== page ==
Compelling Victoria a Visceral One-Take Powerhouse
Victoria (Laia Costa) is ready to call it a night. Out at a Berlin nightclub, dancing herself into happy oblivion, she’s on her way home to get some sleep before having to open a neighborhood café in a handful of hours when she runs into charming local Sonne (Frederick Lau) and his rambunctious cadre of friends. Giving into temptation, she follows him to an apartment complex rooftop for a couple of beers, learning more about Fuss (Max Mauff), Blinker (Burak Yigit) and the fresh out of prison Boxer (Franz Rogowski) in the process. But it is Sonne who she shares an instant connection with, the young expat from Madrid starting to believe there’s a spark of intense mutual feeling developing between the two of them.
Things take an unexpected turn when an old debt on Boxer’s part comes abruptly due. The man responsible for protecting him while he was behind bars wants to be paid for his troubles, and he’s got a little job he’s sure the ex-con and his friends would be perfect for. No real planning required, this little early morning jaunt inside an out-of-the-way-bank vault will be easy money, only taking a bit of pluck, moxie and courage on the group’s part to see the job done.
Victoria is a 138-minute, one-take wonder that is far more than its (admittedly sensational) cinematic trick. The film is a descent down a perilous rabbit hole, a dank and dangerous noir excursion that dexterously begins as anything but. Director and co-writer Sebastian Schipper sets up a fun, almost friendly scenario, Sonne and Victoria hitting it off nicely, making a believably intoxicating connection that’s as universal as it is passionate. There’s a great moment between the two of them involving a piano that’s divine, the aura of early romantic entanglement so palpable it permeates throughout the entire theatre.
Schipper and his fellow writers set up a morning of youthful abandon, allowing a sense of the impossible being suddenly possible that anyone who has spent a night exploring seemingly forbidden activities in their late teens or early twenties should be able to relate to no questions asked. Of course, engaging in things that are not allowed, or at the very least frowned upon, can have unintended consequences that can last for the rest of one’s life, and if the activities engaged in take an even more perilous turn, they might just end it. One bad decision, even if made with the most heartfelt and innocent of intentions, can change everything, and what starts out as a moonlit fairy tale can become a sundrenched morning nightmare at the flip of a switch.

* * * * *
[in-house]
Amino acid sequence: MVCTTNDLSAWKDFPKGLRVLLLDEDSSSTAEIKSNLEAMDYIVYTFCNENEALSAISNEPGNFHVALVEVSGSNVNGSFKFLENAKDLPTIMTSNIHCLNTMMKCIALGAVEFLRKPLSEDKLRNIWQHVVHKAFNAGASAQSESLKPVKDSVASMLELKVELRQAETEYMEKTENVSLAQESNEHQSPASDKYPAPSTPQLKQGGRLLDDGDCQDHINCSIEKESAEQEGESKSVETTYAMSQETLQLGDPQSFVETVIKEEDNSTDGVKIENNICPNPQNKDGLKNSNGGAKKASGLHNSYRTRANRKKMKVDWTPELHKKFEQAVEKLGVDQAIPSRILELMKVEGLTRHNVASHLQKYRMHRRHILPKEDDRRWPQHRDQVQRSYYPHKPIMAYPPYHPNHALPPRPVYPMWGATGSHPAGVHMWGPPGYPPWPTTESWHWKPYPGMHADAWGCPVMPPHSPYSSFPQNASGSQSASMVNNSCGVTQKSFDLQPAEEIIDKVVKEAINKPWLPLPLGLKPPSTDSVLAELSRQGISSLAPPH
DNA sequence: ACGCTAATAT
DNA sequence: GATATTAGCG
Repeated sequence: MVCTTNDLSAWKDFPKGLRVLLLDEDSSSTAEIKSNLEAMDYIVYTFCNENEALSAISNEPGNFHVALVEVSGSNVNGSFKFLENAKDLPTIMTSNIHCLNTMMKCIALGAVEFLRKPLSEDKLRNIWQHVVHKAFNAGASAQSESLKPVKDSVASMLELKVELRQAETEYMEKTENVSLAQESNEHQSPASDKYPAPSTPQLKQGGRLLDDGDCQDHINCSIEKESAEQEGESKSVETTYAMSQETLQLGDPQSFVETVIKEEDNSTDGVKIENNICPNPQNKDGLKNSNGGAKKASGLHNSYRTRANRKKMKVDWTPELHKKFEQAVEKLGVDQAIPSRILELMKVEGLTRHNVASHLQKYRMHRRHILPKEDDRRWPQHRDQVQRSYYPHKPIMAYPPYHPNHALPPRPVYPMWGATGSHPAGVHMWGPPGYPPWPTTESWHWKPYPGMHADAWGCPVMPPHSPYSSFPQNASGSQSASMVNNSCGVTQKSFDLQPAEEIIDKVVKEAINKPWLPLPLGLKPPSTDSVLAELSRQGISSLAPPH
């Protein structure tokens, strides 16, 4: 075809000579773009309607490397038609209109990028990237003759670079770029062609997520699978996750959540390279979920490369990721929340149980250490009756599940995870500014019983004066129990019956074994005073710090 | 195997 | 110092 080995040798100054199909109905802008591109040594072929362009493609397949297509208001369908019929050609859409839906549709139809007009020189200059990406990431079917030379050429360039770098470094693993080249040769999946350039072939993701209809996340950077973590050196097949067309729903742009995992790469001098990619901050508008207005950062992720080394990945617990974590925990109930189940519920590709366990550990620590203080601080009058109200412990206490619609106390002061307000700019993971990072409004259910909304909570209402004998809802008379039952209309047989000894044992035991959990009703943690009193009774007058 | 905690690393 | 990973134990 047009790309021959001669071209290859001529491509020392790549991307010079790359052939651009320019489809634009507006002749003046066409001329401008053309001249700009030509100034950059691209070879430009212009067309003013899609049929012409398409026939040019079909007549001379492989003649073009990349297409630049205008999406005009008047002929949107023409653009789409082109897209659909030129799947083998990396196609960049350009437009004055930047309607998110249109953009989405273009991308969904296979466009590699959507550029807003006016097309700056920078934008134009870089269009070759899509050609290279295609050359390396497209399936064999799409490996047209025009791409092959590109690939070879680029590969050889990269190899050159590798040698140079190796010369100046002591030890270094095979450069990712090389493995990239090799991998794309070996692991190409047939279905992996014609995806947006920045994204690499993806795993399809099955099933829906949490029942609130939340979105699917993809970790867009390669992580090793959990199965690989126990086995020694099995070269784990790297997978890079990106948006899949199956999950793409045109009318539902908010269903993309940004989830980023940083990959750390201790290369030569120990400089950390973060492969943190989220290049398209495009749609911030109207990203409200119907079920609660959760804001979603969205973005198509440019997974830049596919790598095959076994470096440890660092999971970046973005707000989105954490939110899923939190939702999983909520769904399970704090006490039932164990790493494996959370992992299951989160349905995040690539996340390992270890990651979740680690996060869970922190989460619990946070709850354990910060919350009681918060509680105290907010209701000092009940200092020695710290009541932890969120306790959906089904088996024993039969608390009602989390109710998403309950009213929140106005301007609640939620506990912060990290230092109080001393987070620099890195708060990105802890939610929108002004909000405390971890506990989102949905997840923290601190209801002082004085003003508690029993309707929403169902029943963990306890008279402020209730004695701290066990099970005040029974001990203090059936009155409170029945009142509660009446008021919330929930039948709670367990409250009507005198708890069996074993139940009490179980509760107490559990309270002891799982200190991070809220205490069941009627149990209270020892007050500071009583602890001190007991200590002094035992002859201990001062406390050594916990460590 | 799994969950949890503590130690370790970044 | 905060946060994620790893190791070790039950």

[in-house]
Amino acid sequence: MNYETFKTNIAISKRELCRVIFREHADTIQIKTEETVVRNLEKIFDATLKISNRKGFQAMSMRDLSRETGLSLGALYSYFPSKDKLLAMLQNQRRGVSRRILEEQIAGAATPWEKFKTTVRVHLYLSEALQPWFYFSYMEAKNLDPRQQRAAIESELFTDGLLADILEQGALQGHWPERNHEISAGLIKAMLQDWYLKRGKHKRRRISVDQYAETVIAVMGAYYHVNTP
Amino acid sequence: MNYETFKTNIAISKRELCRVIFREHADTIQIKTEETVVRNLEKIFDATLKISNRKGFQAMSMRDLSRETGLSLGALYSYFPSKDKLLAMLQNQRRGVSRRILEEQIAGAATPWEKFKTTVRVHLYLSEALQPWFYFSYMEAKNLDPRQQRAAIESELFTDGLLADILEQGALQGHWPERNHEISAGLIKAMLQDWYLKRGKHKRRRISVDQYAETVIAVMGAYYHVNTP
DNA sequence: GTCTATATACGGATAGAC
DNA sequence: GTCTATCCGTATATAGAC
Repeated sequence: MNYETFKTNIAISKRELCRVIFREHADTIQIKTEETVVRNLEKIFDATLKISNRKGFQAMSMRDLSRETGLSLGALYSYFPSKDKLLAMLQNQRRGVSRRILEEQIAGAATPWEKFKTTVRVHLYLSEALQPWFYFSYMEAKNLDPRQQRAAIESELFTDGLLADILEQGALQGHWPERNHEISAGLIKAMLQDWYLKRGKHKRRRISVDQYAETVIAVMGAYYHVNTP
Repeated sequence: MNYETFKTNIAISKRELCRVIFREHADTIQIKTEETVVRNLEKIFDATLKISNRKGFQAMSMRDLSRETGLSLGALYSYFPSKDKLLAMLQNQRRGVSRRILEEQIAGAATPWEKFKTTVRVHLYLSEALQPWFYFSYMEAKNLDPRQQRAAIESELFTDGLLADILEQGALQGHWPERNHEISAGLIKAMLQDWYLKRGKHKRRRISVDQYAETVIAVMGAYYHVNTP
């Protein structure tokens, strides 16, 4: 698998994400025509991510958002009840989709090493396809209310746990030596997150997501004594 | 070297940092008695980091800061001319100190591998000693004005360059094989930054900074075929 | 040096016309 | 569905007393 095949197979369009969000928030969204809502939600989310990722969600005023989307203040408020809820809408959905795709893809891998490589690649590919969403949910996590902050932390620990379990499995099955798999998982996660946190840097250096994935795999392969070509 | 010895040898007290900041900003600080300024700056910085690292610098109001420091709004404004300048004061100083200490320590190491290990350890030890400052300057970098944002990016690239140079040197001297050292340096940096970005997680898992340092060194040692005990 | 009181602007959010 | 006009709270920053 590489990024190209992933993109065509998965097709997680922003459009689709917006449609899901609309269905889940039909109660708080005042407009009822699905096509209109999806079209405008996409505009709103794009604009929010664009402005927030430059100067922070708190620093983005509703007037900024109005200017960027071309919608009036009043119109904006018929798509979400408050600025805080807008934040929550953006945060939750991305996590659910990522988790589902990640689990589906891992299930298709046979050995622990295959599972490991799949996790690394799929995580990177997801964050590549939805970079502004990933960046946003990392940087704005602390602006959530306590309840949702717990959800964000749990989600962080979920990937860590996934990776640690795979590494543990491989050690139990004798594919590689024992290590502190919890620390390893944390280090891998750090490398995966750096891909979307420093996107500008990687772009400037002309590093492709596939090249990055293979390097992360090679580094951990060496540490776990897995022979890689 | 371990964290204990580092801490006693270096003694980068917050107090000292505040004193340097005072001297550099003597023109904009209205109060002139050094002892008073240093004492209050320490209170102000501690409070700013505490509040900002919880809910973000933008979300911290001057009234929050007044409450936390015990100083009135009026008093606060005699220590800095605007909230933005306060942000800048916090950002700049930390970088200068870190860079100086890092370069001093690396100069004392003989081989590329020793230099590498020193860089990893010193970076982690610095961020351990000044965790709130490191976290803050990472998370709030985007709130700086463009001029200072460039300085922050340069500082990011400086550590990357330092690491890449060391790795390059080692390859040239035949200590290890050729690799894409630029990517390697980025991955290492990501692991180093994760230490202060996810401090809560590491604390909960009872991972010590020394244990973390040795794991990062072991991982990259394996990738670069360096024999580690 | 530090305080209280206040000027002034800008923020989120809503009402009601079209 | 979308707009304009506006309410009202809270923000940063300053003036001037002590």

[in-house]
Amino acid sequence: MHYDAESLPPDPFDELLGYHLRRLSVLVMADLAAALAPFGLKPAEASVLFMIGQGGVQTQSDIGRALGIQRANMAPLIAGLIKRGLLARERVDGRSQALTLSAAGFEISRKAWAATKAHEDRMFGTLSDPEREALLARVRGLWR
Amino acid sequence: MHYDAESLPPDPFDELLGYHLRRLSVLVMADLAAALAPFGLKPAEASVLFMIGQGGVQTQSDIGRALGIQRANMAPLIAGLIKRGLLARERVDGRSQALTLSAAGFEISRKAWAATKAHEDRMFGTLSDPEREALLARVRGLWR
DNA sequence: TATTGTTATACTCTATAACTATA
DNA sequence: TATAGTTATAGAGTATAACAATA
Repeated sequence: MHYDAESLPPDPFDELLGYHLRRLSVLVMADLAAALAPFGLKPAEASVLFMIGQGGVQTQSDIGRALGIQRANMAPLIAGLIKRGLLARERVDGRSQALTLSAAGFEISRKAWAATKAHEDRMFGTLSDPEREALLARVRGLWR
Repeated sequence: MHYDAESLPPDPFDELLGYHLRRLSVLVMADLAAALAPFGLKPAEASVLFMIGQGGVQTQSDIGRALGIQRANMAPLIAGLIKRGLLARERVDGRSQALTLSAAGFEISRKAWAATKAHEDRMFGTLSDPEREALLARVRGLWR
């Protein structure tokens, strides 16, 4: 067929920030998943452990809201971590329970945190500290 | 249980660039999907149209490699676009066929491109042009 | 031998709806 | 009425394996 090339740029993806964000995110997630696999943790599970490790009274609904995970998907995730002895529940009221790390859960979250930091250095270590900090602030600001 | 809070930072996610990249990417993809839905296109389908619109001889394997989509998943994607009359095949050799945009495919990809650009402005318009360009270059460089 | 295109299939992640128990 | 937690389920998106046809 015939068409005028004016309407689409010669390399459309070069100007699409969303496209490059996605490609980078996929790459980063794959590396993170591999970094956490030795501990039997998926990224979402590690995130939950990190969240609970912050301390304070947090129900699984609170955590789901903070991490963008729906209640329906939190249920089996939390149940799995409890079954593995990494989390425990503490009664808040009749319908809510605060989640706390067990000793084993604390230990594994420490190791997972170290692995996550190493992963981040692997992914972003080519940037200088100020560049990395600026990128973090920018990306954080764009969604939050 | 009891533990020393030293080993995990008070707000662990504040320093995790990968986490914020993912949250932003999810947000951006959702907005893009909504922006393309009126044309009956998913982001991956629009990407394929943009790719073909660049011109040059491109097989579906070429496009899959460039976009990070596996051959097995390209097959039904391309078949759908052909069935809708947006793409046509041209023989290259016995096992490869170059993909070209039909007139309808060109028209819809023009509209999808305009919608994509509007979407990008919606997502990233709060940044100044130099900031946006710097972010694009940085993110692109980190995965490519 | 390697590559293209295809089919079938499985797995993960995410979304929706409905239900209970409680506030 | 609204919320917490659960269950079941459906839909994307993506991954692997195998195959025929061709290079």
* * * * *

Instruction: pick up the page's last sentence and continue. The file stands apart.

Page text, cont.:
None of this should work. Why does Victoria allow herself to get swept up in Boxer’s dilemma? What is it about his friendship with Sonne that forces all the guys to follow him into danger? Why do they act like idiots the moment things look like they’re about to take a somewhat astonishing turn towards success? What’s interesting is just how organically everything happens over the course of this two-plus hours, the way Schipper slipped me right into his heroine’s shoes to the point her choices shockingly ended up becoming my own positively astonishing.
Costa is remarkable, delivering a performance of sublime elasticity that gloriously encompasses everything Victoria is going through. She rides a startling emotional rollercoaster filled with highs, lows and numerous in-betweens. The chemistry she develops with Lau happens with subtle ease, the way she transitions between moments so authentic it gives the proceedings a documentary-like verisimilitude it never could have achieved without her. Costa is mesmerizing, first second to last, the final sight of her dealing as best she can with the aftermath of all she’s experienced a punch to the gut like no other this year.
The movie is a trick, of that there is no doubt, Schipper’s storytelling precision coupled with cinematographer Sturla Brandth Grøvlen’s detailed handheld camerawork beyond impressive. But if it were only this trick, only a visual device utilized to get curious cinemagoers inside the theatre, then the movie would be good, maybe a bit better than that, but not extraordinary, and that is exactly what Victoria is. The script is so tight, so intimately wound, that each turn of the screw becomes increasingly relatable no matter how outlandish or extreme things ultimately become. This is something amazing, watching it a visceral mind-bender that runs the full gamut of the human experience.
Film Rating: 4 (out of 4)